Not much concentration required with Color Zen
I have vague recollections of having seen Color Zen on the Wii U and 3DS eShops, but it wasn't until the Switch port that I gave it a look. Apparently it was released for iOS first (not sure when the Android version came out). I'm not sure if the Switch port follows the format of that original release, but it provides 100+ puzzles for free, and then you can pay $1 for each of three additional downloadable puzzle packs. I'm guessing the Wii U and 3DS eShop versions just have you pay the $3 up front, though, and presumably have all the the DLC already included.
Anyway, at first I was impressed with the game's aesthetic and game mechanics, and they reminded me of Nintendo's Art Style series, which is high praise indeed as I consider them to be amongst the best puzzle games ever. The game's basic premise is that you have to move shapes around and combine ones that are the same color in order to merge them, which then fills the background with that color. There's a target color you have to end with, and some shapes are movable, and some are not. As you progress, the game introduces white shapes that can match any color, and black shapes that you can use to get rid of another shape. Like many modern puzzle games, the chill electronic soundtrack is absolutely essential in giving the game a cool and relaxing vibe, and the music perfectly complements the laid-back nature of the puzzle mechanics.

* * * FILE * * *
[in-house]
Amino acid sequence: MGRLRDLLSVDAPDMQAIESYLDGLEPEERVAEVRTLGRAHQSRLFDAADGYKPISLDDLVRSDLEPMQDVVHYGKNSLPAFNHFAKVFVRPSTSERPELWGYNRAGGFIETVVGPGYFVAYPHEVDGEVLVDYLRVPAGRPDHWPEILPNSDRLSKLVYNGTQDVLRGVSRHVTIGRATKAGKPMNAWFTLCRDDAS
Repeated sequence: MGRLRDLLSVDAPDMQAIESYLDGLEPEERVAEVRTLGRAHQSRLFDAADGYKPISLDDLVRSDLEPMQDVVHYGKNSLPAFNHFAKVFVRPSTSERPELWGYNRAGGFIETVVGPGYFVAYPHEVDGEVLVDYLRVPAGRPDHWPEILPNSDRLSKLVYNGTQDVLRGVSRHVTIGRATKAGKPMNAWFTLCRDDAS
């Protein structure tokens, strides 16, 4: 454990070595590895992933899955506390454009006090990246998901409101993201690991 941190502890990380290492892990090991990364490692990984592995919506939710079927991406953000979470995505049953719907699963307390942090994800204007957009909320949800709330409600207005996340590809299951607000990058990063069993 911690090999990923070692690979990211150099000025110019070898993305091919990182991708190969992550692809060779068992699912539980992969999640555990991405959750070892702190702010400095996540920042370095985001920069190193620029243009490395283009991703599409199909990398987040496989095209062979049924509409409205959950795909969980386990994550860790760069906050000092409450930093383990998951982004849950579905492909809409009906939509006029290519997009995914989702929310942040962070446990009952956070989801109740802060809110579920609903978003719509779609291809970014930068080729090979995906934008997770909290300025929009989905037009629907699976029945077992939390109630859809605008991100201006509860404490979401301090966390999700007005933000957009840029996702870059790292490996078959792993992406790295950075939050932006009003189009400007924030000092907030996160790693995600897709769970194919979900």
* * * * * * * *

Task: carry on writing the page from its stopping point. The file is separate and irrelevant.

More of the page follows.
All well and good, and I really enjoyed the game starting off. However, the puzzles ended up being too shallow and repetitive, and by the time I got through the majority of the free levels I'd had enough. It looks like some of the DLC has more challenging puzzles, but as elegant as the core game mechanics are, they don't quite find the right balance between enjoyable and tedious as they increase in complexity. Tacking on more moves for each puzzle only makes them superficially more "difficult", and there were very few times where I had to stop and apply logic to make progress. By the end of the free puzzles I felt that the game mechanics had been thoroughly explored and exhausted, and even though 100+ levels isn't that much, it still felt like at least 1/3 of them were just basic repetition. Part of this feeling of repetition may be because of the game's mobile roots where you might just be doing a couple at a time while waiting for the bus or whatnot, but even then I don't think the game would've sustained my interest for very long past the initial set. I enjoyed giving the game a try, but it's too bad that it didn't have just a bit more in terms of interesting game mechanics.